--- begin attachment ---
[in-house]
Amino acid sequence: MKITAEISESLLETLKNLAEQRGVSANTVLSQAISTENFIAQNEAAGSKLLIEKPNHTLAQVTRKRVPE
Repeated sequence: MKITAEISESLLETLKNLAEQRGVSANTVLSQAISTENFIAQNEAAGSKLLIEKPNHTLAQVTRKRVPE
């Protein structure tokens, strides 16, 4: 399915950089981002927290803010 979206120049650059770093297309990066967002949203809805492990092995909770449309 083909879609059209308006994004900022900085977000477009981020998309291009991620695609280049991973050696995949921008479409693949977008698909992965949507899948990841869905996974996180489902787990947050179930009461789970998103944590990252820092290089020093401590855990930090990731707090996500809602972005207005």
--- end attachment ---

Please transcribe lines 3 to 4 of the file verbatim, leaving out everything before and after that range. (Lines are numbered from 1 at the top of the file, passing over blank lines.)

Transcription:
Repeated sequence: MKITAEISESLLETLKNLAEQRGVSANTVLSQAISTENFIAQNEAAGSKLLIEKPNHTLAQVTRKRVPE
């Protein structure tokens, strides 16, 4: 399915950089981002927290803010 979206120049650059770093297309990066967002949203809805492990092995909770449309 083909879609059209308006994004900022900085977000477009981020998309291009991620695609280049991973050696995949921008479409693949977008698909992965949507899948990841869905996974996180489902787990947050179930009461789970998103944590990252820092290089020093401590855990930090990731707090996500809602972005207005």